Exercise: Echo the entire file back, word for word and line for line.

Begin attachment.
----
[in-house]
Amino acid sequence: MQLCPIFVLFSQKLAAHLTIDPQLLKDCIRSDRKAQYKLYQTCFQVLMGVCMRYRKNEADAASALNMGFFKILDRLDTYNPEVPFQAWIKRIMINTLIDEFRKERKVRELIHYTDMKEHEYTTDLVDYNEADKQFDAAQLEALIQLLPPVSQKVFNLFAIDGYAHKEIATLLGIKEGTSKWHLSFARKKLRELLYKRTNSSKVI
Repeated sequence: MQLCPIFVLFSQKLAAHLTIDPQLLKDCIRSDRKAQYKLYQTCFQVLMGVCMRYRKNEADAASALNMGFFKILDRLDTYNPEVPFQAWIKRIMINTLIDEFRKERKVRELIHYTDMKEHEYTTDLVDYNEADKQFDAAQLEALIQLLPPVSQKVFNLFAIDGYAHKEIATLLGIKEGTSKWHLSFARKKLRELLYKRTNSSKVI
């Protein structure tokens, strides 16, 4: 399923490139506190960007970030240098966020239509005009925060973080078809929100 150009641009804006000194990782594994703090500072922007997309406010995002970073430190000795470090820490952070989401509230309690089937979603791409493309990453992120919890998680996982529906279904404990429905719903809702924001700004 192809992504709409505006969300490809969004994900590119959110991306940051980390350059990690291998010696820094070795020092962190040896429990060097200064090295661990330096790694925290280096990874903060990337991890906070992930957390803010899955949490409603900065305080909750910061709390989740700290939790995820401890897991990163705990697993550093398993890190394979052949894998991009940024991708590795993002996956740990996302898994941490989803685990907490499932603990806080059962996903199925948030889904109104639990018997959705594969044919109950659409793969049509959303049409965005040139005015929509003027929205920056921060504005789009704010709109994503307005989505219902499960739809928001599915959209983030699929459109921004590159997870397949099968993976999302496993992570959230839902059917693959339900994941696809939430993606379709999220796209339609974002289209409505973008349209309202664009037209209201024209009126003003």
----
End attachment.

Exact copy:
[in-house]
Amino acid sequence: MQLCPIFVLFSQKLAAHLTIDPQLLKDCIRSDRKAQYKLYQTCFQVLMGVCMRYRKNEADAASALNMGFFKILDRLDTYNPEVPFQAWIKRIMINTLIDEFRKERKVRELIHYTDMKEHEYTTDLVDYNEADKQFDAAQLEALIQLLPPVSQKVFNLFAIDGYAHKEIATLLGIKEGTSKWHLSFARKKLRELLYKRTNSSKVI
Repeated sequence: MQLCPIFVLFSQKLAAHLTIDPQLLKDCIRSDRKAQYKLYQTCFQVLMGVCMRYRKNEADAASALNMGFFKILDRLDTYNPEVPFQAWIKRIMINTLIDEFRKERKVRELIHYTDMKEHEYTTDLVDYNEADKQFDAAQLEALIQLLPPVSQKVFNLFAIDGYAHKEIATLLGIKEGTSKWHLSFARKKLRELLYKRTNSSKVI
């Protein structure tokens, strides 16, 4: 399923490139506190960007970030240098966020239509005009925060973080078809929100 150009641009804006000194990782594994703090500072922007997309406010995002970073430190000795470090820490952070989401509230309690089937979603791409493309990453992120919890998680996982529906279904404990429905719903809702924001700004 192809992504709409505006969300490809969004994900590119959110991306940051980390350059990690291998010696820094070795020092962190040896429990060097200064090295661990330096790694925290280096990874903060990337991890906070992930957390803010899955949490409603900065305080909750910061709390989740700290939790995820401890897991990163705990697993550093398993890190394979052949894998991009940024991708590795993002996956740990996302898994941490989803685990907490499932603990806080059962996903199925948030889904109104639990018997959705594969044919109950659409793969049509959303049409965005040139005015929509003027929205920056921060504005789009704010709109994503307005989505219902499960739809928001599915959209983030699929459109921004590159997870397949099968993976999302496993992570959230839902059917693959339900994941696809939430993606379709999220796209339609974002289209409505973008349209309202664009037209209201024209009126003003």